If you are facing redundancy, then the chances are that you have a lot of questions. How much money can I get? Who can I talk to? These are just two of the many things that may be on your mind. This blog post is designed to answer all your questions, explain what to expect in your redundancy package and give you some top tips for negotiating the very best deal with your employer.
What’s in a Redundancy Package?
A redundancy package commonly contains the following:
- notice pay
- severance pay (this should not be confused with redundancy pay)
- outplacement counselling to help you find your next role. This is particularly useful if you are struggling to find employment in this competitive job market. It can also provide an opportunity for career guidance and the chance to update your skills or qualifications.
- the opportunity to move into a new role with your existing employer or another company within their group of companies if it is available and you want to take up this option. This can be beneficial as you will not experience any gaps in employment, which could affect future career prospects.
- training and development opportunities. This can help you keep your skills up to date as well as providing a positive indication of future progression within the company if they offer this option.
- an exit package, which is designed to provide further financial support or benefits for those with families or dependents. These may include childcare vouchers, legal advice on redundancy pay, special discounts or offers for health insurance.
- references and letters of support to back up your skills and experience when you are looking for a new role. This is particularly useful if it includes client testimonials, which can help with future employment prospects as well as showcasing how effective you were at the job on a day to day basis.
Negotiating Your Redundancy Package
Firstly, you should always consider your financial situation before going into any negotiation. Make sure that you end up with enough money to cover living expenses for a set period of time, even if this is for between six months and one year. If it’s not possible then try and negotiate extra redundancy pay from the employer. However, make sure that this isn’t going to affect your overall payout as money is still tight.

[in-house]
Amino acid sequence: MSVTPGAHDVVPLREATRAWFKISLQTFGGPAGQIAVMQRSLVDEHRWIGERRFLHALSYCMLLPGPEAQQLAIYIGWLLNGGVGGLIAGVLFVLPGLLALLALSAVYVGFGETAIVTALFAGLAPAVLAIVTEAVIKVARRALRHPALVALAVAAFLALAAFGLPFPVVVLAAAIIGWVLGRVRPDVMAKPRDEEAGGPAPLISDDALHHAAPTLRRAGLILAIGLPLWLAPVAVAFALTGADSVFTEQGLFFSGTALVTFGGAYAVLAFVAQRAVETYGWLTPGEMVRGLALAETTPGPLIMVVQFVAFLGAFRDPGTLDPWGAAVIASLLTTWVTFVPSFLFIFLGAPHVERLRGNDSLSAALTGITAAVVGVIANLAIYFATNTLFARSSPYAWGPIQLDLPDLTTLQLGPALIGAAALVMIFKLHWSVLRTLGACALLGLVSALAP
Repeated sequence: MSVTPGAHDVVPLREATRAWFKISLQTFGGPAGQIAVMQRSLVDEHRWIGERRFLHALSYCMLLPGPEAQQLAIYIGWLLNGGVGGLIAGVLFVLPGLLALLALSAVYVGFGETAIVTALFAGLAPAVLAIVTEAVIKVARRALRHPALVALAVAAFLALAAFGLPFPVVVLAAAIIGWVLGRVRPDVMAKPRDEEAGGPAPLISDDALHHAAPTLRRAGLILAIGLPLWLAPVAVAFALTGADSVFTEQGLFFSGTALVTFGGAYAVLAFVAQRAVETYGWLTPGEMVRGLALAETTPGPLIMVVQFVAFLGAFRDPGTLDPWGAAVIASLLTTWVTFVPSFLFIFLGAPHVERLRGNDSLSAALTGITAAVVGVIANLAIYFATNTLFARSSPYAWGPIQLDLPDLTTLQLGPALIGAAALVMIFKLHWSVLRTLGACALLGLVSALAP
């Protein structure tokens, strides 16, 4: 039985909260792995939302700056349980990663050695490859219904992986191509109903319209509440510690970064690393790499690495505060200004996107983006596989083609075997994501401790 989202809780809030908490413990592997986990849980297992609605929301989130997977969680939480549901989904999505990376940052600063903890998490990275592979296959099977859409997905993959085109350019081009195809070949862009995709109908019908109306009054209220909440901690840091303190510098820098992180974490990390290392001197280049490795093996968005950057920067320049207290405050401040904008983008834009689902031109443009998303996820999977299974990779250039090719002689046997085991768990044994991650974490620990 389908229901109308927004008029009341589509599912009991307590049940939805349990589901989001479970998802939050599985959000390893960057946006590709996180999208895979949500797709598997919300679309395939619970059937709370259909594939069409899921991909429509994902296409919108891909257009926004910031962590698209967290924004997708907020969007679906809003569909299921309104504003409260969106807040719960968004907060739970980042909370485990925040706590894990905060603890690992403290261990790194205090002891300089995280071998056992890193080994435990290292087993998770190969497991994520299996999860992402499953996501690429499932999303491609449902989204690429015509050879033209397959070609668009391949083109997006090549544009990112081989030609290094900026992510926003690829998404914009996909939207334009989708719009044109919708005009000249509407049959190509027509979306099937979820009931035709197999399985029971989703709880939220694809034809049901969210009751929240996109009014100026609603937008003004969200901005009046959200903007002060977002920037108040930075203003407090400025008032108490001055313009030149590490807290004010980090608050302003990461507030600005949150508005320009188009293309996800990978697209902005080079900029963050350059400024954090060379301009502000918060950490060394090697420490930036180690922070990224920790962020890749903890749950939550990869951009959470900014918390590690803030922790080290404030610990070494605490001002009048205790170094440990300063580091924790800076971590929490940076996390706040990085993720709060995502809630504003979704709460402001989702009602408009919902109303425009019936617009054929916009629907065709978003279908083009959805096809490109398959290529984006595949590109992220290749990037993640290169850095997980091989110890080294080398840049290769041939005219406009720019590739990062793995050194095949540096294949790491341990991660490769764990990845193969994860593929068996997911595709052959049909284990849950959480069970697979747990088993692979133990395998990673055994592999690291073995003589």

Another top tip for negotiating a redundancy package is to keep your research up-to-date. Make sure you know what other people in similar roles and companies are receiving, as well as the market value of these benefits. It can also be useful to ask some questions about how much notice they need if they offer this option; make sure it
You should always consider how to go about negotiating a redundancy package and what you want from the negotiation process. The first thing that you need to do is contact someone in HR or your line manager, depending on levels of seniority – don’t just walk out and leave it for them to find! Then you’ll need to discuss exactly what redundancy package you are entitled to, and move on to negotiating.
Prepare yourself for the negotiation process by writing down all of your concerns about losing your job – this will help keep these top of mind during negotiations. You should also think carefully about how much money is enough for you personally as what one person considers enough, another might think of as being too little.
You should get yourself a copy of the company policy on redundancy packages to have with you during negotiations so that you can refer back to it if there is any disagreement between your manager and yourself over what payouts are. However, don’t expect this document to be handed out straight away.
You should also have a look at the redundancy package offered to other employees. This will give you an idea of what they tend to be in your company, and you can use this as a starting point when negotiating your own redundancy payout. This is particularly useful if there aren’t going to be any more people being made redundant from your company.
Finally, you should also think about whether your final redundancy package is actually going to be enough for you, and if not then try and negotiate some extra money with the employer – but don’t push your luck! If they refuse then just accept their final offer as it will still give you a good lump sum of cash at least.
If you’re facing redundancy and want to learn more about how to prepare for it, what extra support is available, and much more, visit our dedicated Redundancy Support page and visit our jobs board for new opportunities near you!